Fundrais­ing fab­ric fair com­ing

Cambridge Edition - - OUT & ABOUT - EMMA JAMES

Quil­ters, knit­ters, sew­ers and crafty peo­ple will re­joice at the fab­ric fair com­ing to Cam­bridge.

It will be Al­trusa In­ter­na­tional Cam­bridge’s big­gest fundraiser this year, and things are go­ing cheap.

The fair will fea­ture in April and pres­i­dent De-ane Busby said it’s the first one to be held in Cam­bridge.

‘‘Some of the other clubs in our or­gan­i­sa­tion have done this fab­ric fair be­fore, so we de­cided that we could do it,’’ she said.

‘‘Nor­mally we do a fash­ion show and get about $3000, but we have done it the past two years and thought we would give it a rest this year.’’

She has reached out to fab­ric clubs in Auck­land, Mor­rinsville, Te Awa­mutu and more so there should be a good turnout.

Since post­ing about the fair on so­cial me­dia, the club has been over­whelmed with do­na­tions.

The fab­ric has been stored in Busby’s garage, and ‘‘worker bees’’ from the club have been work­ing for two hours twice a week to sort through it all.

‘‘I’ve been over­whelmed with the whole thing but now I can see the end, there’s less and less in the cor­ner,’’ she laughed.

‘‘Beau­ti­ful stuff has been given to us, In­dian cot­tons and brand new saris, I’m not a sewer but I know what’s good.’’

She started or­gan­is­ing it in De­cem­ber, then in Fe­bru­ary the group started mea­sur­ing and pric­ing the fab­rics. ‘‘It’ll be re­ally cheap, most of it at $1 a me­tre or the re­ally good stuff will be $2 a me­tre, we don’t want to store it and peo­ple want a bar­gain,’’ said Busby.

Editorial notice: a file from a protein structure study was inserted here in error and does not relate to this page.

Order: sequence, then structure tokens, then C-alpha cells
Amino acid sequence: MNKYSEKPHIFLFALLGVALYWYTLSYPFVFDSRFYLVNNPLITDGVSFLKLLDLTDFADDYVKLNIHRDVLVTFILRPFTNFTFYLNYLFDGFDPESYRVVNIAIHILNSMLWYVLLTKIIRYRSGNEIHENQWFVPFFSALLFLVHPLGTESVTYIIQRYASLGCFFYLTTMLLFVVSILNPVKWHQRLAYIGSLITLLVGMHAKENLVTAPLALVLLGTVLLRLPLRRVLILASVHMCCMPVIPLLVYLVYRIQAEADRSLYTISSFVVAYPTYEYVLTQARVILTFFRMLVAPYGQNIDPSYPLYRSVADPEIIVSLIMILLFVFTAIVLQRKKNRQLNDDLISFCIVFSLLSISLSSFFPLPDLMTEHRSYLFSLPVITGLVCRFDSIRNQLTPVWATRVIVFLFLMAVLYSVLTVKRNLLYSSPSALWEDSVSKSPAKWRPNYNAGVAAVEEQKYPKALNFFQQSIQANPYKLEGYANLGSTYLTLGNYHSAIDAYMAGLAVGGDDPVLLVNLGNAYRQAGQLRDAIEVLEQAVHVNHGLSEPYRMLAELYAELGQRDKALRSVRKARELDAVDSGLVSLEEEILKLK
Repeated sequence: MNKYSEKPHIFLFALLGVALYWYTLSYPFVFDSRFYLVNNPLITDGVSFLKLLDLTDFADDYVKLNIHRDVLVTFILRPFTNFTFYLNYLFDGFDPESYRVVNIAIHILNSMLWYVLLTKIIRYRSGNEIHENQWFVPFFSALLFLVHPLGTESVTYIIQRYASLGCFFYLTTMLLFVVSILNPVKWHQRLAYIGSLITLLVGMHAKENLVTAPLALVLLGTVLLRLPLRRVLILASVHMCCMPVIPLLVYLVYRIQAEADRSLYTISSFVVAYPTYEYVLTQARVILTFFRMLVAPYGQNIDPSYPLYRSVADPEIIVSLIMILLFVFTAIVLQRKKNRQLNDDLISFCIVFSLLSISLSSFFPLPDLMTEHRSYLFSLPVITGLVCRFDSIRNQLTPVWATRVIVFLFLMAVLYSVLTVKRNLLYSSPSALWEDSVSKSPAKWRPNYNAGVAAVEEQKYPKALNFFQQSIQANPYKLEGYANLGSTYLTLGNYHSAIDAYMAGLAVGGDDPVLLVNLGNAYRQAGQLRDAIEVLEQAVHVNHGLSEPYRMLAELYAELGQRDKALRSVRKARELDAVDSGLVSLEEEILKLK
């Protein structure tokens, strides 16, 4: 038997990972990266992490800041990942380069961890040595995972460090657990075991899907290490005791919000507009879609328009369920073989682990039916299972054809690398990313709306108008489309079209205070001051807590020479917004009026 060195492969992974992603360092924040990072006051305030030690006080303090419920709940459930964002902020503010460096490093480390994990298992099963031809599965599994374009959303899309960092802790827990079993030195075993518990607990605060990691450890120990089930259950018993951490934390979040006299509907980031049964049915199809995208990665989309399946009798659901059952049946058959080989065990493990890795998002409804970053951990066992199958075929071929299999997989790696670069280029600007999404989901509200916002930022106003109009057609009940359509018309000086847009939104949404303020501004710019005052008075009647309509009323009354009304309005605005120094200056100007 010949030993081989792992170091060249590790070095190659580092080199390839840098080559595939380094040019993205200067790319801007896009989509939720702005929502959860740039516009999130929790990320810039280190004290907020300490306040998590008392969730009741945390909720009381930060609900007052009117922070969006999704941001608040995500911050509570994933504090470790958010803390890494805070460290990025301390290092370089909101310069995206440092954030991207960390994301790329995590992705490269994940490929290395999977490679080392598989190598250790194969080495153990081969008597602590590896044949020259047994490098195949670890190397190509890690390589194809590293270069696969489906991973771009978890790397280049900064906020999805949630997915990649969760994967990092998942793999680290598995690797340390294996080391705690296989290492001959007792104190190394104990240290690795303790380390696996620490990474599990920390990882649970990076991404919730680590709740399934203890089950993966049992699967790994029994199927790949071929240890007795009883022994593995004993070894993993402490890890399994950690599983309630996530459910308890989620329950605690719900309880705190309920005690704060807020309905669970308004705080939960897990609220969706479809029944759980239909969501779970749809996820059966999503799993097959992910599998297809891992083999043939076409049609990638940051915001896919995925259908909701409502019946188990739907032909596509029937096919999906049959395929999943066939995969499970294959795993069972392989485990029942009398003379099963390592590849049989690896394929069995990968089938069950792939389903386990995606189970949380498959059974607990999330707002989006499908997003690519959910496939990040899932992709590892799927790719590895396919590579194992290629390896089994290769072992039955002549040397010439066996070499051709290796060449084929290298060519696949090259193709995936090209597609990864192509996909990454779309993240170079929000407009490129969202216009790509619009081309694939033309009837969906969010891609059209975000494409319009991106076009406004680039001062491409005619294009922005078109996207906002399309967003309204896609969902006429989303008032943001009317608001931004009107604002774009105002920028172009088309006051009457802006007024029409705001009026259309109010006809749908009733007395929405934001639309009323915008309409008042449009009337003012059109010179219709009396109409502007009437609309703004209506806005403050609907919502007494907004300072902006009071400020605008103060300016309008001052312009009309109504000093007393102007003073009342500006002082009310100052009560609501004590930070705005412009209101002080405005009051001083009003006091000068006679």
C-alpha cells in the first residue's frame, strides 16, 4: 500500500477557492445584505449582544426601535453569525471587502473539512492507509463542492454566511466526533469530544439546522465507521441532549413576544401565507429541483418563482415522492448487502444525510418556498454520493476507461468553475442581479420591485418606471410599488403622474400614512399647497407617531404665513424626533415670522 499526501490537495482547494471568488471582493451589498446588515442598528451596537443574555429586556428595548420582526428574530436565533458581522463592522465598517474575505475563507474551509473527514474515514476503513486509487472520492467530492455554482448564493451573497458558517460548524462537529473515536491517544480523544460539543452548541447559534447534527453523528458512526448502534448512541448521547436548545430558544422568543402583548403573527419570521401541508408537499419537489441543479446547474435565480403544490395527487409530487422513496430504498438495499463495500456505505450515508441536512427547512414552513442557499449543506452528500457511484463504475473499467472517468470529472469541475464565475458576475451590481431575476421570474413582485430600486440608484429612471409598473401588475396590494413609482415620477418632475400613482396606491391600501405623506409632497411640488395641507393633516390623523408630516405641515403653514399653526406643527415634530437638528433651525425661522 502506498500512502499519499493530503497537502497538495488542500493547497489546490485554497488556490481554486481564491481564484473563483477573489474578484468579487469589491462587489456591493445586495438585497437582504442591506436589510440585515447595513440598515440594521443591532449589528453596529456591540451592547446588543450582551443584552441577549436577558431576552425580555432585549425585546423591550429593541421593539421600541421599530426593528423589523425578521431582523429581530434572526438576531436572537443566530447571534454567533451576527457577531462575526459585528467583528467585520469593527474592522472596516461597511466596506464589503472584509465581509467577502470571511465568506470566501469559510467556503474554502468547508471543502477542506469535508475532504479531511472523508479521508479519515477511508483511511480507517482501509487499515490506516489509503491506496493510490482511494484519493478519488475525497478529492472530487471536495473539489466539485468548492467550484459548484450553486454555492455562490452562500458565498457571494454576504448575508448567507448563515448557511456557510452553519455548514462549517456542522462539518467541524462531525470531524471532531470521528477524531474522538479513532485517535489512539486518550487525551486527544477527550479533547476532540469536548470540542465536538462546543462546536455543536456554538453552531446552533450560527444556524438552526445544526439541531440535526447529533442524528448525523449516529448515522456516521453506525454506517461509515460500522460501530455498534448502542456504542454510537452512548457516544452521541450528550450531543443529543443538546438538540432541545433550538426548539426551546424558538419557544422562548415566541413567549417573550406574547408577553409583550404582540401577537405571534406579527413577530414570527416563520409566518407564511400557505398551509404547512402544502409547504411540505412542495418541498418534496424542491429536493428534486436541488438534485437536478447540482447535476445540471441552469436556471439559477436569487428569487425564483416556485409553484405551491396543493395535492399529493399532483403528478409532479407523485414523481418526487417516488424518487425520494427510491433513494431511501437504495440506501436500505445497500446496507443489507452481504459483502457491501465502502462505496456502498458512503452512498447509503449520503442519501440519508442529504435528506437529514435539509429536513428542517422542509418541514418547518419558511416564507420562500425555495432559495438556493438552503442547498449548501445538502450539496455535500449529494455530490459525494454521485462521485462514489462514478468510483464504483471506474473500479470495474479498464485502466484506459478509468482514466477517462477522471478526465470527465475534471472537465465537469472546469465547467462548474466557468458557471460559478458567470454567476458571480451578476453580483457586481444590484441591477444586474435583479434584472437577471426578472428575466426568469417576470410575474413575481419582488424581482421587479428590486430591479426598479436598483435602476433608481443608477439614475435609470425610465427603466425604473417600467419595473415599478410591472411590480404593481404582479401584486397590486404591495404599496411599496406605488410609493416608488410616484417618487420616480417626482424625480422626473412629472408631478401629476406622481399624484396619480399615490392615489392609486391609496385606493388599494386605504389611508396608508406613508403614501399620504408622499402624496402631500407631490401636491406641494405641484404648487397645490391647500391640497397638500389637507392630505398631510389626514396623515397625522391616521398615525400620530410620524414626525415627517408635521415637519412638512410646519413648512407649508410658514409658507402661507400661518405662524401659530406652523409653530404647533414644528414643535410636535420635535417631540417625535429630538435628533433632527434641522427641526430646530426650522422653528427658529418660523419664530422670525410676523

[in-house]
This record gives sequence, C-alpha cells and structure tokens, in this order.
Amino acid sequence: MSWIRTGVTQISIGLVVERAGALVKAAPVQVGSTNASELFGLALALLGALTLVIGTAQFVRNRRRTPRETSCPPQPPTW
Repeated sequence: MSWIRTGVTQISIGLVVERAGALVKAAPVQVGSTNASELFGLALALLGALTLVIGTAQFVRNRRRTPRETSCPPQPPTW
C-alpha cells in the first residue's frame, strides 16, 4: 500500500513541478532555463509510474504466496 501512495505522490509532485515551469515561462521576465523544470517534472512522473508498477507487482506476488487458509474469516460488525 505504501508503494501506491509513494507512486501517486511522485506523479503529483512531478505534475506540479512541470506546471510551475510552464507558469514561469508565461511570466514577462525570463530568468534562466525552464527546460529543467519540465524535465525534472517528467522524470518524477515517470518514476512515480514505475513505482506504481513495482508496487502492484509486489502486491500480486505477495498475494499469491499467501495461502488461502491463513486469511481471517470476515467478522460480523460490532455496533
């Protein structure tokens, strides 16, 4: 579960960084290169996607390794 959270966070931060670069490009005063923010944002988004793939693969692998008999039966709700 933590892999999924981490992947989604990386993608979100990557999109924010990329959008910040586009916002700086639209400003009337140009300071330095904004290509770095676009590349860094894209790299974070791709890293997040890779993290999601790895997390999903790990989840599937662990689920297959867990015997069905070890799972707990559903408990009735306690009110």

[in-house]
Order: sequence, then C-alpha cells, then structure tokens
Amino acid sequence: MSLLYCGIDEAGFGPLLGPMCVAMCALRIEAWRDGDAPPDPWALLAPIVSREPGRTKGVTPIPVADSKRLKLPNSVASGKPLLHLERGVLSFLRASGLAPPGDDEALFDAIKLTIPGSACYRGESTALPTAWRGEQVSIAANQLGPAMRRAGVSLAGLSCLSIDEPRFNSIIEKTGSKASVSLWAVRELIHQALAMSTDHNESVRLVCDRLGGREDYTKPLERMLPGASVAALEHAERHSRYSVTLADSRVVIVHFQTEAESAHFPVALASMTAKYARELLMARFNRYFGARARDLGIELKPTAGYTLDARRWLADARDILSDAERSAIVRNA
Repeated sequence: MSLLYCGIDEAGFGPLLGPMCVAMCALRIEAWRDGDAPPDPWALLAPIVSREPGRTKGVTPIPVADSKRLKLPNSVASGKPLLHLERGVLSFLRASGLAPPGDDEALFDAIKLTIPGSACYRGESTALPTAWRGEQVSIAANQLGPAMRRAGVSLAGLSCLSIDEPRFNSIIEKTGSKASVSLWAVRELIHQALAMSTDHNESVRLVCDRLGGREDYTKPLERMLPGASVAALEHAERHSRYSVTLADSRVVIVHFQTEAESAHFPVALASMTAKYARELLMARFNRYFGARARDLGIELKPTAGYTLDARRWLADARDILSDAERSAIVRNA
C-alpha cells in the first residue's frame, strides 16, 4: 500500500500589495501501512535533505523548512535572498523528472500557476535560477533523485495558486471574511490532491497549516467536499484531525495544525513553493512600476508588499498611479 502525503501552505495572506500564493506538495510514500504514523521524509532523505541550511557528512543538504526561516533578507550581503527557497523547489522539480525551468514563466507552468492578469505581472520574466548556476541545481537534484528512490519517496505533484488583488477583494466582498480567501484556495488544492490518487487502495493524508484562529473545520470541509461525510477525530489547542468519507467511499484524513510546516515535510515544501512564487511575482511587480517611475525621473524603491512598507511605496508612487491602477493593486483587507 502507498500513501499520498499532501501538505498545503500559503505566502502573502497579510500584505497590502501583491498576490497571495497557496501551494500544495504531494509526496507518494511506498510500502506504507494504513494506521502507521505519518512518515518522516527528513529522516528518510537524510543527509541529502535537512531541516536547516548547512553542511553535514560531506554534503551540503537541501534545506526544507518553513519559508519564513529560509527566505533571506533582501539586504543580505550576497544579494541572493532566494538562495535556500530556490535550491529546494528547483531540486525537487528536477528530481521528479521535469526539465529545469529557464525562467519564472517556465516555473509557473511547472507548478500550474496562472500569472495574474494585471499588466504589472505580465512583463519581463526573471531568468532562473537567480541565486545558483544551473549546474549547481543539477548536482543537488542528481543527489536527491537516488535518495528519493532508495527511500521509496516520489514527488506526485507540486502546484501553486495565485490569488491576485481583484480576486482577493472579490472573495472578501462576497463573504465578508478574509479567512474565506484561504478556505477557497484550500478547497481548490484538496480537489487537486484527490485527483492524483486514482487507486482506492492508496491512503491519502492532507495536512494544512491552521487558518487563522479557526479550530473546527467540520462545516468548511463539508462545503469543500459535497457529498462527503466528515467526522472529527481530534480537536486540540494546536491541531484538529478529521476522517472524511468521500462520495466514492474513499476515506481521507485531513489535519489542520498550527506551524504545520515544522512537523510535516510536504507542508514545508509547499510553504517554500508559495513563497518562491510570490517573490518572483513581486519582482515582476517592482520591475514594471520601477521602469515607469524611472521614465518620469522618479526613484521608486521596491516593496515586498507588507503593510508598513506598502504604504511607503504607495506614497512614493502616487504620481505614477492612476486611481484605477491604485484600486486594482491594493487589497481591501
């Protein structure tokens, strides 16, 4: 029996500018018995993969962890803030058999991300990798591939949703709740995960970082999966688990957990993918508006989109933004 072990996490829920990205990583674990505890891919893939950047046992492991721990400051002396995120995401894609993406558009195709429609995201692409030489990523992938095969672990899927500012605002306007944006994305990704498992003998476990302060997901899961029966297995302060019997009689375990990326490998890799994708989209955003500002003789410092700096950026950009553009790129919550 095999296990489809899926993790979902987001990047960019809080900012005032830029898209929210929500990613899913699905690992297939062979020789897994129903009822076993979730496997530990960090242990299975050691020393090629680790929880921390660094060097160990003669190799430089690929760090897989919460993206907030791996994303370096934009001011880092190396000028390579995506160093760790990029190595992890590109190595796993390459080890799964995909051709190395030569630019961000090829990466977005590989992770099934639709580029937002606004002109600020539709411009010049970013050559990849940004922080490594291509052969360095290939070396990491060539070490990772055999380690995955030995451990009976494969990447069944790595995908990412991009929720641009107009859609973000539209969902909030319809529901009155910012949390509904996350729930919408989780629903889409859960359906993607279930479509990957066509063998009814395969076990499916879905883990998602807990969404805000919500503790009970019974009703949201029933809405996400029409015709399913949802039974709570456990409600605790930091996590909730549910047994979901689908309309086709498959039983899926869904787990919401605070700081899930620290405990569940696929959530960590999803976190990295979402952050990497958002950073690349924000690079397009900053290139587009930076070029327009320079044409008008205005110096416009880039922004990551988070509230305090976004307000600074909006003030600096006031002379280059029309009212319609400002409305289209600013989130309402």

There will be a lot of quilt­ing ma­te­ri­als, wool, hab­er­dash­ery, cot­ton, zips, but­tons, and more.

They are hop­ing to raise $4000 and the money raised will go back to the Cam­bridge com­mu­nity. The fab­ric fair will be held on Satur­day, April 1 at the Se­nior Cit­i­zens Hall in Mili­cich Place from 9.30am. To do­nate, con­tact De-ane Busby on 8278656.

Pace is quick­en­ing on the tourism front with big strides be­ing taken to turn the Waikato River into the cen­tre of at­ten­tion.

The sec­ond stage of Hamil­ton’s $4.9 mil­lion Vic­to­ria on the River de­vel­op­ment be­gins in April, funds have been com­mit­ted to river fa­cil­i­ties and mo­men­tum is build­ing across the sec­tor.

Cul­tural tourism is key and with the river pro­vides a unique of­fer­ing said Tainui Waka Tourism Inc sec­re­tar­iat of­fi­cer Craig Muntz.

‘‘The in­dus­try ac­knowl­edges there is a need for new prod­uct to an­chor visi­ta­tion in the re­gion. The river pro­vides the point of dif­fer­ence as our iconic ge­o­log­i­cal fea­ture that runs through the heart of the re­gion.’’

Muntz is de­vel­op­ing the Waikato River Fes­ti­val which kicked off at the source of the Waikato River at the Ton­gariro Na­tional Park which recog­nise the 425-kilo­me­tre river sys­tem as a sin­gle water body and aims to de­velop more at­trac­tions along the river.

Sev­eral in­de­pen­dent events are at­tached to the fes­ti­val which runs in March. They in­clude the HAKA Maori Arts and Cul­tural event at Hamil­ton Gar­dens, Tupuna Awa ex­hi­bi­tion by Waikato artist Fred Gra­ham dur­ing Maadi Cup at Kara­piro Do­main and the pro­mo­tion of cul­tural sites on the river.

‘‘The vi­sion is that we will de­velop a wide range of ac­tiv­i­ties that re­flect dif­fer­ent stake­holder groups in the river.’’

‘‘It’ll be re­ally cheap, most of it at $1 a me­tre or the re­ally good stuff will be $2 a me­tre.’’ De-ane Busby


Ann Ma­clure, Marie Davis, Jenny Shaw, De-ane Busby and Janet McComb have been busy sort­ing fab­ric.

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